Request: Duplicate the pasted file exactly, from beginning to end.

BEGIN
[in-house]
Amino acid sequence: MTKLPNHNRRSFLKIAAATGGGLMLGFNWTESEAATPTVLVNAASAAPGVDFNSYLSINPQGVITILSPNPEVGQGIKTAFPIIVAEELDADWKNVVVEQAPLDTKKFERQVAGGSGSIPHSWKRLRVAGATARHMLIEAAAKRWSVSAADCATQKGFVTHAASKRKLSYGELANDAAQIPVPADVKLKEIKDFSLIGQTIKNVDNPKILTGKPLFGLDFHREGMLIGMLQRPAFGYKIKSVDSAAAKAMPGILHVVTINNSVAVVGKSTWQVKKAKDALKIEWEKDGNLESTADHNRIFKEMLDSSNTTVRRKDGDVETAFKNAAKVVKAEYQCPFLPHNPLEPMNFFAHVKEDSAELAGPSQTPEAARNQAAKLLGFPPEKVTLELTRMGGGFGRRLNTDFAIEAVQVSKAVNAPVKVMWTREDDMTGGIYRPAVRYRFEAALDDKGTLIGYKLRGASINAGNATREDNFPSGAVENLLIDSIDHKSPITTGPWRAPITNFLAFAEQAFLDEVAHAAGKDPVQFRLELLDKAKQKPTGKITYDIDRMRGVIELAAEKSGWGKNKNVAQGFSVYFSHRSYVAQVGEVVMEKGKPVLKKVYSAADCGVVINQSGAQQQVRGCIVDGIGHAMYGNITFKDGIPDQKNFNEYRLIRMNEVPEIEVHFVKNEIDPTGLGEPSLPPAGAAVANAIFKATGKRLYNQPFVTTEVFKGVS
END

[in-house]
Amino acid sequence: MTKLPNHNRRSFLKIAAATGGGLMLGFNWTESEAATPTVLVNAASAAPGVDFNSYLSINPQGVITILSPNPEVGQGIKTAFPIIVAEELDADWKNVVVEQAPLDTKKFERQVAGGSGSIPHSWKRLRVAGATARHMLIEAAAKRWSVSAADCATQKGFVTHAASKRKLSYGELANDAAQIPVPADVKLKEIKDFSLIGQTIKNVDNPKILTGKPLFGLDFHREGMLIGMLQRPAFGYKIKSVDSAAAKAMPGILHVVTINNSVAVVGKSTWQVKKAKDALKIEWEKDGNLESTADHNRIFKEMLDSSNTTVRRKDGDVETAFKNAAKVVKAEYQCPFLPHNPLEPMNFFAHVKEDSAELAGPSQTPEAARNQAAKLLGFPPEKVTLELTRMGGGFGRRLNTDFAIEAVQVSKAVNAPVKVMWTREDDMTGGIYRPAVRYRFEAALDDKGTLIGYKLRGASINAGNATREDNFPSGAVENLLIDSIDHKSPITTGPWRAPITNFLAFAEQAFLDEVAHAAGKDPVQFRLELLDKAKQKPTGKITYDIDRMRGVIELAAEKSGWGKNKNVAQGFSVYFSHRSYVAQVGEVVMEKGKPVLKKVYSAADCGVVINQSGAQQQVRGCIVDGIGHAMYGNITFKDGIPDQKNFNEYRLIRMNEVPEIEVHFVKNEIDPTGLGEPSLPPAGAAVANAIFKATGKRLYNQPFVTTEVFKGVS